That’s the thing, it’s my belief that only the Buddha and Arahants understanding of the Noble 8 Fold Path, Tilakkhana, and other teachings are truly said to be “complete and have nothing left to do”, especially relating to the Tilakkhana.
      I should mention that I’m not disagreeing with the teaching on Sotapanna’s having all anicca/anatta vipallasa removed. 
      But does this mean that Sotapanna’s understanding of anicca/anatta is completed and that they have understood / know everything about anicca / anatta? 
      Maybe it’s like some of the comments mentioned?

      “Sottapana are supposed to have realised the Aniccā/Anattā completely YET, they haven’t applied it to their life completely?”

      “Maybe they haven’t realised how Aniccā/Anattā nature of all objects in world ALWAYS leads to dukkhā?”

      It’s probably my problem that I can’t truly believe in Sotapanna’s understanding of anicca / anatta “couldn’t be improved upon”.
      It’s also possible that I might not have been clear on what I meant by “couldn’t be improved upon”.  
      One of the ways I thought of to explain what “couldn’t be improved upon” means. Is that from the first time the sotapanna believed in that they are sotapanna’s and as time goes on, their practice, understanding of the dhamma deepens or is progressing on the path. Their understanding / seeing of anicca/anatta would remain the same? There would be no improvements? No differences?
      Since I’m not disagreeing with the teaching, yet not able to fully accept that Sotapanna’s understanding of Anicca / Anatta wouldn’t improve as they’re progressing on the Noble 8 Fold Path.
      I also have this question:
      “The question is, what exactly is missing in terms of understanding?”
      – (A)”Is there a lack of panna in general Or (B) is there only a lack of panna regarding dukkha and asubha”?
      I believe it would be both A&B. If one is lacking in panna in general, wouldn’t that also affect one’s lack of panna regarding dukkha and asubha? 
      What about anicca / anatta? Would lacking in panna also affect one’s understanding of anicca / anatta?
      It’s my belief that a Sotapanna understanding / seeing of anicca / anatta would improve as their progressing on the Noble 8 Fold Path.  
      If Venerable Waharaka Thero was alive, I would’ve liked to ask him if he’s understanding of anicca / anatta have gotten better or improved from the time he first started believing he was a Sotapanna to where he is today (at a later time). Unfortunately for us, fortunately he is no longer here, but hopefully I can ask this question to Lal and to others on here.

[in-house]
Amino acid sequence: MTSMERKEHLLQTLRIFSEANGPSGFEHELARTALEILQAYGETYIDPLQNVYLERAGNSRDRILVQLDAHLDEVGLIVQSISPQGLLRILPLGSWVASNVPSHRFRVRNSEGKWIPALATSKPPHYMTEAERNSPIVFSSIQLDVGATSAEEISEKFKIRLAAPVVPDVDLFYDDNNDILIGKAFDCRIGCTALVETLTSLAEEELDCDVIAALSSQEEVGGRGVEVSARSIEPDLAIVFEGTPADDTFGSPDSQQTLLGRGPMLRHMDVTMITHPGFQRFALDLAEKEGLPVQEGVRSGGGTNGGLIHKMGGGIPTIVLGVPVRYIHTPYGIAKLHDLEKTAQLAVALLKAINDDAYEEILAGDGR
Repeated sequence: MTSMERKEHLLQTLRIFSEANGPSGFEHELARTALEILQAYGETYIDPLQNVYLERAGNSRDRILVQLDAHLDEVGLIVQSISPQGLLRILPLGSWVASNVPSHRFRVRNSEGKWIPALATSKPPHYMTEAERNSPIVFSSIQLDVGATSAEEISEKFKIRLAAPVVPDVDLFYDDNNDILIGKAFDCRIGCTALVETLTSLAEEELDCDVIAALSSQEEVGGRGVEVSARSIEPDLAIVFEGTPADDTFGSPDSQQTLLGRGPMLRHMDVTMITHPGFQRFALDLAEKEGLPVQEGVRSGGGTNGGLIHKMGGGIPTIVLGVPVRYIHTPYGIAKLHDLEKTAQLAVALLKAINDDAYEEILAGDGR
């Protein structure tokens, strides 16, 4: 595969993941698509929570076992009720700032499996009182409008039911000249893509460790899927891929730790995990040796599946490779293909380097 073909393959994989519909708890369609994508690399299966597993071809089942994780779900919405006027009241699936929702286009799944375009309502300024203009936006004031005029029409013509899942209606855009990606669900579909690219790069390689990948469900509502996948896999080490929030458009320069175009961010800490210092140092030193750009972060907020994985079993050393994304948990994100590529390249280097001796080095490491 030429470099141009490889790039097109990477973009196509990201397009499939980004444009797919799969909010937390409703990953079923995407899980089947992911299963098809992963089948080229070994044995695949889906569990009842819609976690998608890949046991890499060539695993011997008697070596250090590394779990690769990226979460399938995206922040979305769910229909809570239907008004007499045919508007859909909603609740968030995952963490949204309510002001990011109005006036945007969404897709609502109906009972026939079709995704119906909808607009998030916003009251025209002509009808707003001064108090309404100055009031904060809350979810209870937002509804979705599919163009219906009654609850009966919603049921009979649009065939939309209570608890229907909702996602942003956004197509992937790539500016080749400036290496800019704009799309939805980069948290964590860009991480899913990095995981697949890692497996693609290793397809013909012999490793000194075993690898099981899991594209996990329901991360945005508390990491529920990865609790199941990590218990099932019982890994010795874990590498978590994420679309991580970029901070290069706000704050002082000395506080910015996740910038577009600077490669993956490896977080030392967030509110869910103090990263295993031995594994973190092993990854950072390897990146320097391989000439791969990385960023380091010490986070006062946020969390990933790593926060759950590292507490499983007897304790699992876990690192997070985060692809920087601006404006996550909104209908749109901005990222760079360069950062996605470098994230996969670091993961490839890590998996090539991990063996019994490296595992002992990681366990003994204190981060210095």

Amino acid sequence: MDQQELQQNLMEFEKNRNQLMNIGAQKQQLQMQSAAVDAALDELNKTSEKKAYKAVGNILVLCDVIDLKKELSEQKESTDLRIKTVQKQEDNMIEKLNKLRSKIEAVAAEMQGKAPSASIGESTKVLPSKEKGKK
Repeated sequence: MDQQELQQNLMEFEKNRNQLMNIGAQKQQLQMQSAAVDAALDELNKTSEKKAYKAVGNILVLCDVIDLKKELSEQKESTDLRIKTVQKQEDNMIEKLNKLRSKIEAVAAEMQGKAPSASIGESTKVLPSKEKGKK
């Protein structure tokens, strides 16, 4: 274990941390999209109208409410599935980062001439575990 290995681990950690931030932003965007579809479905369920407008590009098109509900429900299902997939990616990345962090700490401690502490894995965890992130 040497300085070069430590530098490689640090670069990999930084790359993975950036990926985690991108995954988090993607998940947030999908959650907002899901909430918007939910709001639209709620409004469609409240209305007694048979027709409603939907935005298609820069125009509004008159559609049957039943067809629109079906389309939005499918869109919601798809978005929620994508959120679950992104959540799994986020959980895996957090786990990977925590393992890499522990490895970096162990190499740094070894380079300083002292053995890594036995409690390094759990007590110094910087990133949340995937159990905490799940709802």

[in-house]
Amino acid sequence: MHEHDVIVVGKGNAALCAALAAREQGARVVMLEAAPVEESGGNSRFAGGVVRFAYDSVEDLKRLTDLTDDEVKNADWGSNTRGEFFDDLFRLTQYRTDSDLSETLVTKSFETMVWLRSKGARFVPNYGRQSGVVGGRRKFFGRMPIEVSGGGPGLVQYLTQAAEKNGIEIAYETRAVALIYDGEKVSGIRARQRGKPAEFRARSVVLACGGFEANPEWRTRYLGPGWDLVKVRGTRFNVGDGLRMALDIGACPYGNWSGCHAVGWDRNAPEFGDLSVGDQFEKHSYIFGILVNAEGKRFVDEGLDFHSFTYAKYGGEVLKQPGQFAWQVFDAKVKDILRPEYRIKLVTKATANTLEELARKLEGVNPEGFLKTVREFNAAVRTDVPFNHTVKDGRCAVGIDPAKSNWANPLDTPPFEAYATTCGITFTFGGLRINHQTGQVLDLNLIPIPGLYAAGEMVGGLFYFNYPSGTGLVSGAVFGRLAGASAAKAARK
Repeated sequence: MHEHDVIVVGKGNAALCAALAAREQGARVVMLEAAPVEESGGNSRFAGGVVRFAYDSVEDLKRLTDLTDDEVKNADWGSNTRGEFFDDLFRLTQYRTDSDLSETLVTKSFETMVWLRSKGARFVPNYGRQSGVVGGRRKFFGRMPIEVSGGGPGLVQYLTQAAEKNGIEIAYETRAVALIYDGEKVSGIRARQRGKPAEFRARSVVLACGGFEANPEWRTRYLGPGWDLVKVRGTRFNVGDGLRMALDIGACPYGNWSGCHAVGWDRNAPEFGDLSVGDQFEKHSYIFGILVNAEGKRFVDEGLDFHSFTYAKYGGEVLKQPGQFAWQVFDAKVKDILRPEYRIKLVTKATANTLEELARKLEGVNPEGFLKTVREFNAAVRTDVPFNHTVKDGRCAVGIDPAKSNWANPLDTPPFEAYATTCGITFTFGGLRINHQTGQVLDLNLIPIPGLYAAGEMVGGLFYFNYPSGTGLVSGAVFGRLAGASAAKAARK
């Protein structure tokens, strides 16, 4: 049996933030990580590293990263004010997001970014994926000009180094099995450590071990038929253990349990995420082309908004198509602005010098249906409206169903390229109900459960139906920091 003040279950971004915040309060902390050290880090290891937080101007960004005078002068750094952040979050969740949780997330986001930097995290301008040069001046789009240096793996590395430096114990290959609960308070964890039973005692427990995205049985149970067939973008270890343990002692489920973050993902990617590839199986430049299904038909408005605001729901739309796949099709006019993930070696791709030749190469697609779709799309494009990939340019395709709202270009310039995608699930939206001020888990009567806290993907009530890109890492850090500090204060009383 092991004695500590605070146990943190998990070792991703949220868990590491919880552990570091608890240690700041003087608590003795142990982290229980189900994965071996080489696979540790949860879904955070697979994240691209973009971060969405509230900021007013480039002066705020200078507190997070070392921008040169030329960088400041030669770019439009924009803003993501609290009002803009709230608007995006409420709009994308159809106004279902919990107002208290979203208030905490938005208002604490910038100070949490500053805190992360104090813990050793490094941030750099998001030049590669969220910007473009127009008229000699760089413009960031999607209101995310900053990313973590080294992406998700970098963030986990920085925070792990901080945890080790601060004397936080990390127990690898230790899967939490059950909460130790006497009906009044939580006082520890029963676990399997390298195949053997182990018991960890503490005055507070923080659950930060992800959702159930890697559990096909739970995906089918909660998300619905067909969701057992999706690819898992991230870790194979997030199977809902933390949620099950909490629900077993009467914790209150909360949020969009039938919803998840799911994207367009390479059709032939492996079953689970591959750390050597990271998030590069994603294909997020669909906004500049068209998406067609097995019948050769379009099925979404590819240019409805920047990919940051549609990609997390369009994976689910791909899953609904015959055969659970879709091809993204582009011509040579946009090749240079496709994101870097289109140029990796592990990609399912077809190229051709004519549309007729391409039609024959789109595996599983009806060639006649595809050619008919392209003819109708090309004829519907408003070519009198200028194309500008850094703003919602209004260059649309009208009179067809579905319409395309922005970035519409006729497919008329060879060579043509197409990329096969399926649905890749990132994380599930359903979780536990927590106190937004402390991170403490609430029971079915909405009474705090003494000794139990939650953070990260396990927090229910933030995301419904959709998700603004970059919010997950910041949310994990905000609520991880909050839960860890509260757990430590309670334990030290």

One doesn’t need to comment or answer to this question if one choose not to. What I would like to ask Lal and others that are at least Sotapanna’s is that from the first time they started to believe in that they are Sotapanna’s to where they are today. Have their been any differences / improvements / or has remained the same with their understanding and practice of anicca / anatta? 
    • #45304

      Note that the chart in the post is only about the removal of vipallasa. As I emphasized, vipallasa about Tilakkhana are different from deeper level of understanding of Tilakkhana.

      • While the chart (in its current form) is probably OK, Tilakkhana (anicca, dukkha, and anatta) can be discussed at deeper levels.
      • I am thinking about how to write this up. This is probably going to take a series of posts. 
    • #45306

      I doubt that I am at or even near the sotapanna stage, but I’ve always thought that the understanding of anicca, dukkha, anatta gets deeper with each magga phala and culminates at the arahant stage.

      So, when you say:

      “… I can’t truly believe in Sotapanna’s understanding of anicca / anatta “couldn’t be improved upon”.

      … you are right.

      A sotapanna‘s understanding of anicca, dukkha, anatta is improved with each magga phala and complete at the arahant stage.